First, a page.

Sunday 15 April 2012
Read John 21:4-14
‘Jesus came, took the bread and gave it to them, and did the same with the fish’ (v 13).
After Easter, when Peter and his friends go fishing in Galilee, it may be in part for the respite they’d known at the lake. Some people know where to find their circle of quiet. In her book, A Circle of Quiet, Madeleine L’Engle describes needing to find hers one summer when a dozen or so from the four generations of her family shared an old farmhouse: ‘My special place is a small brook in a green glade, a circle of quiet from which there is no visible sign of human beings … [there] I move slowly into a kind of peace that is indeed marvellous.’
A Christian retreat centre on New York’s Hudson River hosts a conference for those who seek God, but feel brain weary from being bombarded by society’s countless verbal and written messages. Even those who work with words for a living need a break from the barrage of words. The beauty of creation, art or music can help. While living within a few miles of that river, my husband and I have delighted in walking the river’s quiet wooded west bank trails in all seasons. At times we’ve sat at the river’s edge to think and pray. It’s been a personal mini-retreat and balm for us.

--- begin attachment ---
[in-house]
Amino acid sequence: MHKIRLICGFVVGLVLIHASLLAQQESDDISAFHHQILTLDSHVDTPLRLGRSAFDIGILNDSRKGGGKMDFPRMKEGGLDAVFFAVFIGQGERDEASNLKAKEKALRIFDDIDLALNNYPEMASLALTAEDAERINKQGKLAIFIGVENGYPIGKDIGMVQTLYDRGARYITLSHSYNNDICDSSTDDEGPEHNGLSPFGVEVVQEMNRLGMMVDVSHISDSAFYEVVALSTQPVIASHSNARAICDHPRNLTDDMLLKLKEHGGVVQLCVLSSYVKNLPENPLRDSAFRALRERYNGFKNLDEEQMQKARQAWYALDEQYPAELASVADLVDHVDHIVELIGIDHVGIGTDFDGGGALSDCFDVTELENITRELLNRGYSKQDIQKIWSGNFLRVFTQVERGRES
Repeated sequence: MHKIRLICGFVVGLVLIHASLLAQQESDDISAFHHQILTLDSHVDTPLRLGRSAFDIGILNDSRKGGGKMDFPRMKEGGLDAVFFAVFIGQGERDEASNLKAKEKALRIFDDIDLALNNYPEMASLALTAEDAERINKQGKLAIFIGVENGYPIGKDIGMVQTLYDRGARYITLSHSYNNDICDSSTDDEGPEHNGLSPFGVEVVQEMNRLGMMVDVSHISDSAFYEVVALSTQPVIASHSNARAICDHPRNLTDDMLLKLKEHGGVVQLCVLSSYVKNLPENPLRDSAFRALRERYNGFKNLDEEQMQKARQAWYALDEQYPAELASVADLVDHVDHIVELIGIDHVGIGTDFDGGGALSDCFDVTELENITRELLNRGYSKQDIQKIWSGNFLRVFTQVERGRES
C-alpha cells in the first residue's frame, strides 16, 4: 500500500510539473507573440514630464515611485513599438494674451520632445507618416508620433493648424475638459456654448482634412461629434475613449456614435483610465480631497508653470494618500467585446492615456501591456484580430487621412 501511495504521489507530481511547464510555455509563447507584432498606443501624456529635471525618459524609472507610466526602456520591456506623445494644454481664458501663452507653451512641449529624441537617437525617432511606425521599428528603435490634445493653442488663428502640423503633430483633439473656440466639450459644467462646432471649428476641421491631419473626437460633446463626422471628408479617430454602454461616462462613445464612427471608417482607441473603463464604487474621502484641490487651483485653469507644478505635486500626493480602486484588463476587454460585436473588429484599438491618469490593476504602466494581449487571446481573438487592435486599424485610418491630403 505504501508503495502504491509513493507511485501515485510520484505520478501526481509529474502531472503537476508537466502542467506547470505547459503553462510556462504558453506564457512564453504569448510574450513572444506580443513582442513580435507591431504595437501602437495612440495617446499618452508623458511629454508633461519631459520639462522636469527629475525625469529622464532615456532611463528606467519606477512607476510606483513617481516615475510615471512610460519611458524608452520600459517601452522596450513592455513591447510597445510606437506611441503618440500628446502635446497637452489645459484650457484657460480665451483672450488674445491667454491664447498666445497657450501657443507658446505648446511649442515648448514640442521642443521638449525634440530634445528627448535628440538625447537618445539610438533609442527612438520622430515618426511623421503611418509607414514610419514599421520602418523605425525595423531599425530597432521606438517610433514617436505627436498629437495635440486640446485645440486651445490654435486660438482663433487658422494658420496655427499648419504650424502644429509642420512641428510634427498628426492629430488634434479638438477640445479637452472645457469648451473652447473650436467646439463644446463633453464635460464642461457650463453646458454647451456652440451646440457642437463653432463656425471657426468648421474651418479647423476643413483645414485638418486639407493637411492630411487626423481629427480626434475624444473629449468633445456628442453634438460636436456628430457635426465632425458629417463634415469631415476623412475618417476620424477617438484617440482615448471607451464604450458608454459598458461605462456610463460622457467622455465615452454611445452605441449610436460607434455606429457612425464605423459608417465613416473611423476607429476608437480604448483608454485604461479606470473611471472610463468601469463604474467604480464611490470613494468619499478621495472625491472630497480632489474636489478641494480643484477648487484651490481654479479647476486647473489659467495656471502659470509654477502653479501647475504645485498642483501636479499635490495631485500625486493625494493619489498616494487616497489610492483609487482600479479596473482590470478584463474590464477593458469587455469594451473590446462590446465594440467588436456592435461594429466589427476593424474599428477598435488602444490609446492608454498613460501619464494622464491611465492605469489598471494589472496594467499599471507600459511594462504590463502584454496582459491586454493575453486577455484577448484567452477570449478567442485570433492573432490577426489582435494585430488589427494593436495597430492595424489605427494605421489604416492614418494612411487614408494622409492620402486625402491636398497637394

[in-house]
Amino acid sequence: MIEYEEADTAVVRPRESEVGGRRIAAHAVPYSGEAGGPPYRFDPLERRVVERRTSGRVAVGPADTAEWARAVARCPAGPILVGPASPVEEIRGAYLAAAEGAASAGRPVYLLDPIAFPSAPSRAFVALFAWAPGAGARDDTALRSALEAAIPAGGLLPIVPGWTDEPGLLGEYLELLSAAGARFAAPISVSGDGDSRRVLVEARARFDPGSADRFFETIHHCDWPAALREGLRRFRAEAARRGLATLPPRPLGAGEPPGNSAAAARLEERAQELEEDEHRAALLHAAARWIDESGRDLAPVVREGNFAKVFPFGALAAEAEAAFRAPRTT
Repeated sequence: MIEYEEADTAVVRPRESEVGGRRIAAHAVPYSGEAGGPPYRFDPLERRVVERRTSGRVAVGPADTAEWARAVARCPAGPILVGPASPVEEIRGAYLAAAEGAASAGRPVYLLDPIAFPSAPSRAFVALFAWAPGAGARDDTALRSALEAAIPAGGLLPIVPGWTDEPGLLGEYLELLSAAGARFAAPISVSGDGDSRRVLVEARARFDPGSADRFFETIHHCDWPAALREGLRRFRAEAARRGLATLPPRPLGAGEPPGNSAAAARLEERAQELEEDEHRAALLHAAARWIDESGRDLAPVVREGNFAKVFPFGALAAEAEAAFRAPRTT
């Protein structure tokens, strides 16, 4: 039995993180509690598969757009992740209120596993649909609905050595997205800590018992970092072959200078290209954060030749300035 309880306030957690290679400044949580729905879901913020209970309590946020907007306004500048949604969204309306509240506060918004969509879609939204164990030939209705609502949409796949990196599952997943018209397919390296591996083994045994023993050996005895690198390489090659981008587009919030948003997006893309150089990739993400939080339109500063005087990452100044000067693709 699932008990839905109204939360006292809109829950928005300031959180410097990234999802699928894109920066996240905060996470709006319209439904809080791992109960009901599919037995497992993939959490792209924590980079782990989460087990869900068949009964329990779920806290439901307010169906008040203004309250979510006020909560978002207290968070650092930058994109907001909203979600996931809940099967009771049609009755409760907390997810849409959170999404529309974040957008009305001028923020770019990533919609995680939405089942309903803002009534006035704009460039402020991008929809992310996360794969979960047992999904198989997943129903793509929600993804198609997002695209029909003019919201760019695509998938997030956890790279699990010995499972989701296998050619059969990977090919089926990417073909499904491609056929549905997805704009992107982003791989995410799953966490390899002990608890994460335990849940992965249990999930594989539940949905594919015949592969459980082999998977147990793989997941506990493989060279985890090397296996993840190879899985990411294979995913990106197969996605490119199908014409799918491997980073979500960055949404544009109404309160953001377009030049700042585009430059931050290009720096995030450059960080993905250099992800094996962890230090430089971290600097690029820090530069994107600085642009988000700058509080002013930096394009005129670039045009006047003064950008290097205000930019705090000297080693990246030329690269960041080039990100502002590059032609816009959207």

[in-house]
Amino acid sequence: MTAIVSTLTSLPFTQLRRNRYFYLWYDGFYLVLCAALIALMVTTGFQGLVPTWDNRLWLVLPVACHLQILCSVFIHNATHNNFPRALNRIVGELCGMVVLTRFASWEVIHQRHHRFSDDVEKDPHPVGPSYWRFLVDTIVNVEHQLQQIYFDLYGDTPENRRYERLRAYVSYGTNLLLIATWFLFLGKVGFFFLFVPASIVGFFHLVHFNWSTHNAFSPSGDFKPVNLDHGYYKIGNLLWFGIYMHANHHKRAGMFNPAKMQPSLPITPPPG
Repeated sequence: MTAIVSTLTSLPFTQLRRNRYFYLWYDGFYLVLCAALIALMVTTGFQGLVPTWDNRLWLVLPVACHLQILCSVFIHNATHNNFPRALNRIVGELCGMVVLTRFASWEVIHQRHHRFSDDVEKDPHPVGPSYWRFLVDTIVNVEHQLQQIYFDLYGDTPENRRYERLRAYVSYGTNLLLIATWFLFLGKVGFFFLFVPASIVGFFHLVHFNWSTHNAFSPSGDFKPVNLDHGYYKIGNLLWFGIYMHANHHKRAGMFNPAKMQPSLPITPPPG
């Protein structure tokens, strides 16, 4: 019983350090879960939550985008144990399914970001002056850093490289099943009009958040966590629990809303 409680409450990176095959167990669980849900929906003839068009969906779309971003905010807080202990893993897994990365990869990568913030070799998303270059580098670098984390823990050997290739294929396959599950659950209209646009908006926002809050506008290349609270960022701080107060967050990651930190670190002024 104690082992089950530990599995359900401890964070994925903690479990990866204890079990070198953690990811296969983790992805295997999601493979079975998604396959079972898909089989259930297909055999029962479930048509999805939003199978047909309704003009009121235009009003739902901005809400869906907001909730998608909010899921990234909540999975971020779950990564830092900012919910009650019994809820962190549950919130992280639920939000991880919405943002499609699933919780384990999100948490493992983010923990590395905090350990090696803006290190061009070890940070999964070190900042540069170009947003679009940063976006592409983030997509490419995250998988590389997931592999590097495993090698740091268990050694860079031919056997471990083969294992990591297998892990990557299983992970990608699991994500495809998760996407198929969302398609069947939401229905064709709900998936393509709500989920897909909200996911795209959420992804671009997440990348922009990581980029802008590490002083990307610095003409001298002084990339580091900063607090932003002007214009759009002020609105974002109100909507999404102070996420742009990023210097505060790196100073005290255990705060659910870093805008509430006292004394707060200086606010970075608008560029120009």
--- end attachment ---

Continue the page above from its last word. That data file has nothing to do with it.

We visited the river before supper early one spring. The region had recently experienced strong storms that toppled trees and left many homes without power. The devastation capped a particularly harsh winter. The mounds of driftwood thrown up on the rocky shore testified to the river’s recent turbulence. But that evening the river was placid, without a ripple. The visual calm and silence were palpable. It was like the relief a day of azure skies and freshly scrubbed air brings after a typhoon or hurricane.
After the crash of Good Friday and upsurge of Easter, when the disciples unexpectedly meet the risen Christ on the shore, he knows the flotsam in their lives and offers them food and companionship in a circle of quiet. After they’ve eaten he begins the dialogue toward restoration.
Are we meeting him in these post-Easter days?